About this Research Topic
Cancer is still the second-leading cause of death in industrialized countries. The fate of many cancer patients, for whom cure of their disease is not a reality, is becoming ever more of an issue. The development of resistance to anticancer drugs and the severe side effects of current drugs prevent treatment with drug doses high enough for long-lasting remissions or sustainable cure. In addition to the situation in industrialized countries the incidence and mortality of cancer in developing countries is also increasing. Here, the situation is even worse since many patients are not able to afford the prices for expensive medication. There are unprecedented efforts to uncover new treatments and the knowledge on cancer has been tremendously increasing during the past decades. Medicinal plants are a fertile ground both to be used as phytotherapy and to isolate phytochemicals with interesting pharmacological features.
In recent years, there has been a paradigm shift in cancer biology and clinical oncology from the rather non-specific cytotoxic action of the classical anticancer drugs such as alkylating agents etc. to target-specific action. Research on targeted chemotherapy resulted in the establishment of a panel of therapeutic small molecules and small molecule inhibitors in the clinic.
Natural products have always been a major source for drug development in cancer therapy. A considerable portion of anticancer drugs currently used in the clinic are of natural origin. Drugs of different classes are part of the armamentorium to fight cancer, e.g. Vinca alkaloids (vincristine, vinblastine) taxanes (paclitaxel, docetaxel), epipodophyllotoxions (etoposide, teniposide), camptothecins (topothecan, irinothecan), anthracyclines (doxorubicin, daunorubicin) and others.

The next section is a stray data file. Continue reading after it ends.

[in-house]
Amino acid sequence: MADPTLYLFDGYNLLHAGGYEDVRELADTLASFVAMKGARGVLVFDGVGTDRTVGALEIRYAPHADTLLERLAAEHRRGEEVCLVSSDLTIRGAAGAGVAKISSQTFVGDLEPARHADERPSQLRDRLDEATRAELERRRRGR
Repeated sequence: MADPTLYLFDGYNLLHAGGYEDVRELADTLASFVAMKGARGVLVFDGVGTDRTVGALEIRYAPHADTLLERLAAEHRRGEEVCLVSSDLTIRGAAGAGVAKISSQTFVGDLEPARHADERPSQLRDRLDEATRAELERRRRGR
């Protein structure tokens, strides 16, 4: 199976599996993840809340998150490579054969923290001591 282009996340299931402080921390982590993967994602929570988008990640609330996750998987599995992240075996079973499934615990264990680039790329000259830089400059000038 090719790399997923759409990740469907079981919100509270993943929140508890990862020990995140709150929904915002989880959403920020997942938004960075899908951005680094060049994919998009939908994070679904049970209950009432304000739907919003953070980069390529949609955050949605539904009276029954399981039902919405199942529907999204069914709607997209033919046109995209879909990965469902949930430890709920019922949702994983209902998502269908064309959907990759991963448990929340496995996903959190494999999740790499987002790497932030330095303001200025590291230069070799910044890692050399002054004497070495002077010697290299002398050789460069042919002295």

The paradigm shift toward targeted anticancer drugs was mainly done on the basis of rational drug design by means of high throughput screenings, virtual drug screening and other hi-tech methods.
These efforts lead to numerous novel synthetic drugs, although numerous examples from the field of natural products can be listed, e.g. wortmannin as PI3K inhibitor, geldanamycin as HSP90 inhibitor and many others. Natural products and especially medicinal plants remain a major and indispensable source for drug development. In addition, traditional medicines throughout all cultures and countries worldwide knew plants capable to treat cancer or cancer-related symptoms.
Parallel to the development in targeted chemotherapy, the so-called “-omics” technologies were established in recent years. Systems biology, pharmacogenomics and network pharmacology became innovative novel technologies not only for the elucidation of modes of action and relevant signaling pathways of synthetic anticancer drugs, but also for phytochemicals and complex herbal mixtures. The holistic approach of the “omics-“ technologies has been estimated as breakthrough to investigate the complex modes of action of medicinal herbs. Yet this perspective has to be substantiated in the years to come.
The present Research Topic aims to give an overview of the most exciting progress in the field of traditional medicines, medicinal plant research, and molecular pharmacology of plant extracts and phytochemicals with innovative state-of-the-art techniques from cellular and molecular pharmacology, bioinformatical in silico techniques and microarray-based methods to demonstrate the full potential of medicinal herbs and natural products for cancer therapy in the 21st century. High quality manuscripts are welcome.
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